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Pet owners urged to seek advice on travel after Brexit
Those preparing to travel from November onwards must contact their veterinary surgeon at least four months ahead of their scheduled travel date.
Those travelling after 31 October urged to consult with their vet ‘as soon as possible’

The Government is encouraging pet owners to revisit official advice about travelling with their animal to the EU after Brexit.

Defra states that if the UK leaves the EU without a deal on October 31, pet owners will need to take additional steps to ensure they can still travel with their animals. This includes a three-calendar month wait before travel and a blood test a minimum of 30 days after the pet’s last rabies vaccination.

Those preparing to travel from November onwards must contact their veterinary surgeon at least four months ahead of their scheduled travel date. For example, if somebody wishes to travel on November 1, they need to discuss their needs with their vet by 1 July at the latest.

“This is a reminder for pet owners of our practical and straightforward advice for pet travel if the UK were to leave the EU in a no-deal situation, said UK chief veterinary officer Christine Middlemiss. “Those pet owners who wish to travel with their pets immediately after 31 October 2019 should consult with their vet as soon as they can.”

She added: “This is about planning ahead to ensure their pet has the correct health protection documented and in place for all possible Exit scenarios. We continue to be in contact with vets to highlight this issue and they are expecting pet owners to consult with them and plan ahead.”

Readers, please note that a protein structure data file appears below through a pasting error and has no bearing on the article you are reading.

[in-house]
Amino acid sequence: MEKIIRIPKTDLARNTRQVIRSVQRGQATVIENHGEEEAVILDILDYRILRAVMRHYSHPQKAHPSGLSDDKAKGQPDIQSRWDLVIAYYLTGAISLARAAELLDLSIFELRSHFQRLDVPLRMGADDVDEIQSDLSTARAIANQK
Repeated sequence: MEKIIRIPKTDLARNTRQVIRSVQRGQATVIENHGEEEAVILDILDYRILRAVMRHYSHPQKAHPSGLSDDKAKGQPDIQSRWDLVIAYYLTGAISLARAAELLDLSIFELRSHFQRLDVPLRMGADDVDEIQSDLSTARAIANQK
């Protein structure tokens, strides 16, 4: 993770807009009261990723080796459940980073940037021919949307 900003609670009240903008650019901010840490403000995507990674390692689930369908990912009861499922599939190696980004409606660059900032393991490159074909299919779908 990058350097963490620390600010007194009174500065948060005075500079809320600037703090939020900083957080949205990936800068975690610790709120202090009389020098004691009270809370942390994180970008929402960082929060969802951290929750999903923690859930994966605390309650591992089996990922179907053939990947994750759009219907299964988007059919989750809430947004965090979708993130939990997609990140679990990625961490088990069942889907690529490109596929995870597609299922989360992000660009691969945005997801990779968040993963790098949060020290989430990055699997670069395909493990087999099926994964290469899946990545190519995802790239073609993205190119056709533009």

Up-to-date advice on pet travel advice can be found on GOV.UK or by searching ‘pet travel’.

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Endangered turtles rescued from smugglers

News Story 1
 A group of endangered turtles have found a new home at London Zoo after being rescued from smugglers.

The four big-headed turtles arrived at the zoo at the end of last year, after smugglers tried to illegally import them to Canada, labelled as toys.

One of the turtles, named Lady Triệu after a Vietnamese warrioress, has moved to a new exhibit in the zoo’s reptile house. She is the only one of her kind in a UK zoo.

Big-headed turtles have such large heads that they cannot pull them back into their shells. To compensate, they have armour plating from head to tail and a very sharp beak to fend off predators. They are ranked number 18 on ZSL’s EDGE of Existence reptile list, which puts threatened species at the forefront of conservation action. Image © ZSL  

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Professor Abdul Rahman announced as keynote speaker for BVA Members’ Day 2019

Celebrated Indian vet and parasitologist Professor Abdul Rahman is set to deliver the keynote speech at BVA Members’ Day 2019.

Professor Rahman will present his insights into the human behaviour challenges of controlling zoonotic disease in his talk: ‘A One Health approach to rabies elimination in Asia’. The talk will outline efforts to gain political support for dog vaccination programmes in China, as well as the need for a collaborative approach between vets, public health, livestock and animal welfare agencies.

The event takes place on Thursday, 19 September at Brangwyn Hall, Swansea. Tickets are free but must be reserved through the BVA website as places are limited.